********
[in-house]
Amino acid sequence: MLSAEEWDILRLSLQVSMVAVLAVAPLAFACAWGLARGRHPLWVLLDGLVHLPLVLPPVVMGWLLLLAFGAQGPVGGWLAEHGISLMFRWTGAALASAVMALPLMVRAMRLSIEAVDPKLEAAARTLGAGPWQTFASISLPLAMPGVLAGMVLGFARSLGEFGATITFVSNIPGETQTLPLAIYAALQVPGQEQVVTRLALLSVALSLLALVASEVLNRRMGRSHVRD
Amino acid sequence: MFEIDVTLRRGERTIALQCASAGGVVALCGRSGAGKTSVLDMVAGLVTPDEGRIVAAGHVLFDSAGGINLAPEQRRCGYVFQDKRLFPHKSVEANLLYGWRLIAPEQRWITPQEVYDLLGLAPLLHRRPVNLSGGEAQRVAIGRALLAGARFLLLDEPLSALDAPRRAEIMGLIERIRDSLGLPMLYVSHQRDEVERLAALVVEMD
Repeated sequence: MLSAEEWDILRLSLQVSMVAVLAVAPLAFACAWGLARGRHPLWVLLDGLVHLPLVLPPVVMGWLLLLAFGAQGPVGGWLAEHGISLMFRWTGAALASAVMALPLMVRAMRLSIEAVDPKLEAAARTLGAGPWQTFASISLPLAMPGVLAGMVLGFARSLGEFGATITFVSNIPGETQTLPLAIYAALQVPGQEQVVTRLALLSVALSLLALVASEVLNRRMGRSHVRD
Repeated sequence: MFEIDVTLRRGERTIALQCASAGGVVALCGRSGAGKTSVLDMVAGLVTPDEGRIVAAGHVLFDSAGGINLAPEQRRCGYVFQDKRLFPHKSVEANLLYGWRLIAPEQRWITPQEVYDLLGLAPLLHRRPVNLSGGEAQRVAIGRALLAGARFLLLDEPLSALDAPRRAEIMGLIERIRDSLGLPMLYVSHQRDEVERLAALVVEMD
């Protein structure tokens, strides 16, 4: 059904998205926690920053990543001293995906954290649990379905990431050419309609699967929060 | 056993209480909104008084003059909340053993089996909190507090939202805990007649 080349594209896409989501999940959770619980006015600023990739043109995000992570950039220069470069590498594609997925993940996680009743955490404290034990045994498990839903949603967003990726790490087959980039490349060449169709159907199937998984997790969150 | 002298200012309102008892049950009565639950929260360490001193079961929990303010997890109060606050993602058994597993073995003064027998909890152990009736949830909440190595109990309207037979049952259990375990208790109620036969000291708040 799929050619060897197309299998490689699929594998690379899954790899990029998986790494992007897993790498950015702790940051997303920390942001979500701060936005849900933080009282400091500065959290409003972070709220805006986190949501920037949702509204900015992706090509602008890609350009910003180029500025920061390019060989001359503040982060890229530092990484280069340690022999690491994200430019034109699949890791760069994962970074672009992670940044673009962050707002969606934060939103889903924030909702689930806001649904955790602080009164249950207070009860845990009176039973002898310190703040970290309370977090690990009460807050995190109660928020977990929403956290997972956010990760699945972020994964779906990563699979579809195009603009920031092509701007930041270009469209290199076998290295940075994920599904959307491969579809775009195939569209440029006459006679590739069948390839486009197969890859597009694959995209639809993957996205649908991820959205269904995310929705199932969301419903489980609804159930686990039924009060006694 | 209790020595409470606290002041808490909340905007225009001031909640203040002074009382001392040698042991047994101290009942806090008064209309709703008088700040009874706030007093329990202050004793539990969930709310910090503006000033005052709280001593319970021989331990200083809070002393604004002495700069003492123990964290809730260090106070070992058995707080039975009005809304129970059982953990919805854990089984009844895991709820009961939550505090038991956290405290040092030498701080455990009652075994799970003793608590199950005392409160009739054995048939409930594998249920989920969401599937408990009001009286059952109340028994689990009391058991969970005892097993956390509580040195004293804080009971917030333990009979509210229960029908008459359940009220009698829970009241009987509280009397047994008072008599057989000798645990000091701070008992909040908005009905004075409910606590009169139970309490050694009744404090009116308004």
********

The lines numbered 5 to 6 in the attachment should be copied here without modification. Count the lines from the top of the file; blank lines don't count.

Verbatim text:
Repeated sequence: MFEIDVTLRRGERTIALQCASAGGVVALCGRSGAGKTSVLDMVAGLVTPDEGRIVAAGHVLFDSAGGINLAPEQRRCGYVFQDKRLFPHKSVEANLLYGWRLIAPEQRWITPQEVYDLLGLAPLLHRRPVNLSGGEAQRVAIGRALLAGARFLLLDEPLSALDAPRRAEIMGLIERIRDSLGLPMLYVSHQRDEVERLAALVVEMD
């Protein structure tokens, strides 16, 4: 059904998205926690920053990543001293995906954290649990379905990431050419309609699967929060 | 056993209480909104008084003059909340053993089996909190507090939202805990007649 080349594209896409989501999940959770619980006015600023990739043109995000992570950039220069470069590498594609997925993940996680009743955490404290034990045994498990839903949603967003990726790490087959980039490349060449169709159907199937998984997790969150 | 002298200012309102008892049950009565639950929260360490001193079961929990303010997890109060606050993602058994597993073995003064027998909890152990009736949830909440190595109990309207037979049952259990375990208790109620036969000291708040 799929050619060897197309299998490689699929594998690379899954790899990029998986790494992007897993790498950015702790940051997303920390942001979500701060936005849900933080009282400091500065959290409003972070709220805006986190949501920037949702509204900015992706090509602008890609350009910003180029500025920061390019060989001359503040982060890229530092990484280069340690022999690491994200430019034109699949890791760069994962970074672009992670940044673009962050707002969606934060939103889903924030909702689930806001649904955790602080009164249950207070009860845990009176039973002898310190703040970290309370977090690990009460807050995190109660928020977990929403956290997972956010990760699945972020994964779906990563699979579809195009603009920031092509701007930041270009469209290199076998290295940075994920599904959307491969579809775009195939569209440029006459006679590739069948390839486009197969890859597009694959995209639809993957996205649908991820959205269904995310929705199932969301419903489980609804159930686990039924009060006694 | 209790020595409470606290002041808490909340905007225009001031909640203040002074009382001392040698042991047994101290009942806090008064209309709703008088700040009874706030007093329990202050004793539990969930709310910090503006000033005052709280001593319970021989331990200083809070002393604004002495700069003492123990964290809730260090106070070992058995707080039975009005809304129970059982953990919805854990089984009844895991709820009961939550505090038991956290405290040092030498701080455990009652075994799970003793608590199950005392409160009739054995048939409930594998249920989920969401599937408990009001009286059952109340028994689990009391058991969970005892097993956390509580040195004293804080009971917030333990009979509210229960029908008459359940009220009698829970009241009987509280009397047994008072008599057989000798645990000091701070008992909040908005009905004075409910606590009169139970309490050694009744404090009116308004």